Here’s an example of how nice my husband is. I want you to understand the nature of this man I married. He cringes when setting mouse traps to catch Fievel Mousekewitz look a-likes. So I was unsure if he could successfully stab his wife with a needle. I was mentally preparing for the worst. If he hesitates and inserts the needle slowly it’s gonna hurt. But when a job has to be done, i.e., killing vermin or giving me a shot he’s all business.

He held that needle in his hand and jabbed my stomach without hesitation. I think a part of him secretly enjoyed it.

I’m laughing as I write this because the thought of my husband wanting anything, let alone me, to suffer is comical. It’s not in him. He’s a teddy bear. He would never want to see me in any discomfort. I’m lucky he does this for me. He’s brave. If the roles were reversed I don’t know if I would have the kahunas to do this for him.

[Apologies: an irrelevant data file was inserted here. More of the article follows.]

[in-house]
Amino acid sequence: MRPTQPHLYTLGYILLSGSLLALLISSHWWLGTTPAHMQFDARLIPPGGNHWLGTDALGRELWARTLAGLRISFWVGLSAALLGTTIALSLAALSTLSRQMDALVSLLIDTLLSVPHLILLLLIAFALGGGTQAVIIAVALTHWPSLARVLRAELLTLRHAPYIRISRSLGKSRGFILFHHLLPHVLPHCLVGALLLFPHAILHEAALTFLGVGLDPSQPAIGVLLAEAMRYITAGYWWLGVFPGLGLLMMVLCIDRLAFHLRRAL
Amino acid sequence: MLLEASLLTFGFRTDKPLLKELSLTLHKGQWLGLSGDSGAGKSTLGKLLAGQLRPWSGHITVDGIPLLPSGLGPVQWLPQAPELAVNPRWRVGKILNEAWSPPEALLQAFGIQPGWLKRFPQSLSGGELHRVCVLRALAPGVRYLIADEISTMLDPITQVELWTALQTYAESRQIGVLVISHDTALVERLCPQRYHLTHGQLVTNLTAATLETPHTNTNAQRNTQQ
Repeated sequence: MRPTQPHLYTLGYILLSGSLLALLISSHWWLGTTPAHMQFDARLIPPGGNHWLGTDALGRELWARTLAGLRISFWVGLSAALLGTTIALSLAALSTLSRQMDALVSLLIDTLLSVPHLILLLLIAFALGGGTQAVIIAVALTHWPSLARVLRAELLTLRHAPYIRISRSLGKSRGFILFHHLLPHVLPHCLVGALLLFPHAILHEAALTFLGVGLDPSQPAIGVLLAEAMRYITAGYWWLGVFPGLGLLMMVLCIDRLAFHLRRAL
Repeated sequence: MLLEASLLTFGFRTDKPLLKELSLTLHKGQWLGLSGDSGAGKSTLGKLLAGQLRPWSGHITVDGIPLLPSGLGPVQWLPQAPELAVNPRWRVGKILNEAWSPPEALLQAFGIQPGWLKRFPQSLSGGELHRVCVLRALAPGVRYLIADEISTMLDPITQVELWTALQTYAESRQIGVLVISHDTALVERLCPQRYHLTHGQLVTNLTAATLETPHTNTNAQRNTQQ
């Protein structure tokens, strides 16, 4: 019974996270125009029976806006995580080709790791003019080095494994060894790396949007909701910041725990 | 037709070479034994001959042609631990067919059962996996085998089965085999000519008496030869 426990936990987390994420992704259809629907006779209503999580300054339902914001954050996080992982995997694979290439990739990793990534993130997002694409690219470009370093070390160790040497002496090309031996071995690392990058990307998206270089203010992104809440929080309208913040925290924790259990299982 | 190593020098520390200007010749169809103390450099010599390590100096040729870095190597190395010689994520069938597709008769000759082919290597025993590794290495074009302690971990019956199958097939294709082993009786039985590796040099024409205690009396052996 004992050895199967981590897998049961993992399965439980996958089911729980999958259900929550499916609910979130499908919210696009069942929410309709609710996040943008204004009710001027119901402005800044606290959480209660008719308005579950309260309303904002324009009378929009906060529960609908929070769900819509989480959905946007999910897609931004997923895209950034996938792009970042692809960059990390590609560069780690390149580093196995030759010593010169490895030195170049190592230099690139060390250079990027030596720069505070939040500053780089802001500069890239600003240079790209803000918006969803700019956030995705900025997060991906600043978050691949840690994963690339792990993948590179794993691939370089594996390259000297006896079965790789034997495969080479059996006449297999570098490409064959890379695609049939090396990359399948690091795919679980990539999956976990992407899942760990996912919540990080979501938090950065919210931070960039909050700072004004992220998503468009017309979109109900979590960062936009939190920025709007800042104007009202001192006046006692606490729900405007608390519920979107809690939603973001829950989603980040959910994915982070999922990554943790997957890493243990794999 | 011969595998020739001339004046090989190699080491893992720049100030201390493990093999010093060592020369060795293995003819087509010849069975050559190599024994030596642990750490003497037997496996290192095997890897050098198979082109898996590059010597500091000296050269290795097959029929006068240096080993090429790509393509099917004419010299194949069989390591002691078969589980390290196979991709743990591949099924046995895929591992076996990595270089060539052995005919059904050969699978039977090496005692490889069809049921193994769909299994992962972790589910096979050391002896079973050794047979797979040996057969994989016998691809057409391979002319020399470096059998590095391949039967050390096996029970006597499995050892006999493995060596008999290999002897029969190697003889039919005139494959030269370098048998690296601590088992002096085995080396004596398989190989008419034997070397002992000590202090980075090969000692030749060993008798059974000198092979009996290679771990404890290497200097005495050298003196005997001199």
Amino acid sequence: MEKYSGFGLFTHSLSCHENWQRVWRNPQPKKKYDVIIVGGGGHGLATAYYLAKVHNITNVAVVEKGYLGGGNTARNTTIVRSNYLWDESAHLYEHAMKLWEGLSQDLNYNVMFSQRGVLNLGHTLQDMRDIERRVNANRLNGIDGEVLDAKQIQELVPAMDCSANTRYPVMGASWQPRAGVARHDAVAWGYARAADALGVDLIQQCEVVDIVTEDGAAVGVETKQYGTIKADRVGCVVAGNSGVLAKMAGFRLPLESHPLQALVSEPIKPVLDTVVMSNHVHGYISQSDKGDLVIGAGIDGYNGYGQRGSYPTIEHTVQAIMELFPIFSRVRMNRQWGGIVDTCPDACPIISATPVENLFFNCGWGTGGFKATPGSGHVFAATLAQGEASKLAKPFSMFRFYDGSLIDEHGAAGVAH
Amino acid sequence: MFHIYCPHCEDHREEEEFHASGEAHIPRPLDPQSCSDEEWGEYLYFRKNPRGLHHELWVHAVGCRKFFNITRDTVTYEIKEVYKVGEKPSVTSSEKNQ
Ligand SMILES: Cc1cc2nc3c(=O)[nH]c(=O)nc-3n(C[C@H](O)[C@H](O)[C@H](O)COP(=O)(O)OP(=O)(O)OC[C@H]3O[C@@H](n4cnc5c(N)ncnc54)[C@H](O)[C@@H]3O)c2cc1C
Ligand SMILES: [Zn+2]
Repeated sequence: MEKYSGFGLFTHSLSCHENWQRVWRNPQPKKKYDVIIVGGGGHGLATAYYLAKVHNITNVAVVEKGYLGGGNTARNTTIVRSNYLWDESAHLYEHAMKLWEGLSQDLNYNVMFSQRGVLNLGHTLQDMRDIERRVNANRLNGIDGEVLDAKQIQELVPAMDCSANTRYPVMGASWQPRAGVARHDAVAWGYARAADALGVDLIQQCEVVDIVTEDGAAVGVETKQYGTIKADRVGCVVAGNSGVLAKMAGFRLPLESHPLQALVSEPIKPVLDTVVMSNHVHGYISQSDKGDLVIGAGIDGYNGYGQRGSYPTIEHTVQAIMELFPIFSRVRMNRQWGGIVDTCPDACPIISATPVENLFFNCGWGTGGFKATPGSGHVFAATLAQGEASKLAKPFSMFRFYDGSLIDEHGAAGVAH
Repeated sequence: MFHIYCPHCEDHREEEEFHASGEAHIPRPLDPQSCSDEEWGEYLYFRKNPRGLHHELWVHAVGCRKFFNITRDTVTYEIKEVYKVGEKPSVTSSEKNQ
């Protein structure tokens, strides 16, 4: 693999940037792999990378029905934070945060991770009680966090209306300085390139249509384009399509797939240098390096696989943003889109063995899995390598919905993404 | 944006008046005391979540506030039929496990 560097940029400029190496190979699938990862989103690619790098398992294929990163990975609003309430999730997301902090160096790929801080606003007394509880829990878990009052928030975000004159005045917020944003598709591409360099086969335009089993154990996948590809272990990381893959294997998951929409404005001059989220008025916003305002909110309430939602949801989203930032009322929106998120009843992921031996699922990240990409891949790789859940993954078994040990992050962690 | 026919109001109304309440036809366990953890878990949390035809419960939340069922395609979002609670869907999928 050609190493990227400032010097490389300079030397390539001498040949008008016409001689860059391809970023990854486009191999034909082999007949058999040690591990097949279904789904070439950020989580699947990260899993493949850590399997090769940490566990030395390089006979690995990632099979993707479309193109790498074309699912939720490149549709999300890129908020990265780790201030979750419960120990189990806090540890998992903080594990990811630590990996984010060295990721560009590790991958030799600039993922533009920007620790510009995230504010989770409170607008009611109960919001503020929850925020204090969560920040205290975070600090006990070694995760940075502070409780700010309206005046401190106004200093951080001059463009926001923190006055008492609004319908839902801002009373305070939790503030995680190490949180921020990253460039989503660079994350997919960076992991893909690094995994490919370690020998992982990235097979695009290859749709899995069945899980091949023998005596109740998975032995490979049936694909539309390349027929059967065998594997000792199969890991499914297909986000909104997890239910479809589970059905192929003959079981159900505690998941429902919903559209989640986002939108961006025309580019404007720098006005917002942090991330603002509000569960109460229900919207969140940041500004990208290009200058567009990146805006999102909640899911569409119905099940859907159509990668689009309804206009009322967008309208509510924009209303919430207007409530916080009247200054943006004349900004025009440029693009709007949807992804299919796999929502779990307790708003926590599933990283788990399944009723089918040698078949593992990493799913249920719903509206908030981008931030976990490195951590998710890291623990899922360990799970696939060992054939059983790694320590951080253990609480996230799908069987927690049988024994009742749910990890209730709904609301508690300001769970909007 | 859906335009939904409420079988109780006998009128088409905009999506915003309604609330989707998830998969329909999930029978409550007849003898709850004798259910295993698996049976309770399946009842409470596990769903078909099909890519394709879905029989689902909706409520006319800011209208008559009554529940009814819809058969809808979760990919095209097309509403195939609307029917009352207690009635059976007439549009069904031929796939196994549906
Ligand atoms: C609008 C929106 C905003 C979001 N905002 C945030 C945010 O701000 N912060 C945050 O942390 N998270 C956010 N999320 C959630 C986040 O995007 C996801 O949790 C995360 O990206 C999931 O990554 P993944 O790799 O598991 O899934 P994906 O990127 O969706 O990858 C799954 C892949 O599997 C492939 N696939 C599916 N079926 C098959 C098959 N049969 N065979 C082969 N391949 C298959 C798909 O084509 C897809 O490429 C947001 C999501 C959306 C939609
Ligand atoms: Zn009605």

We’ve had a bit of a heavy year. We kicked off 2015 with Dad Bonventre being really ill.  Add the infertility stuff for a running 18 months. Then a bit of a messy situation with my family this fall and I’m really ready for a fresh start in 16. For some reason the promise of a new year holds unlimited possibilities. I suppose it’s wishful thinking.

All this, coupled with my recent consumption of extra hormones and you can understand why I haven’t been a sweetheart and Matthew [didn’t] hate stabbing me with that needle.

The other night I was in such a bad mood, over who knows what, that as I prepared Chicken Marsala for dinner and the recipe suggested the chicken be pounded until flat – I hammered that poor little chicken booby until Matthew had to intervene.

“I think you’ve accomplished the job,” was all he had to say to make me realize I had some pent up steam that needed to be released.

Dinner was really good that night and my mood improved. Thank God for chicken!

We are trying our best to find the humor in all this. We keep reminding ourselves that while this is tough for the moment – no one is sick and good news is on the way. We have more than enough food. We have a roof over our head and a God that loves us dearly.

And of course we have each other. Even if one of us is being stabbed it’s with love the jabbing is being done!

Until the next update…


Maybe Baby Part V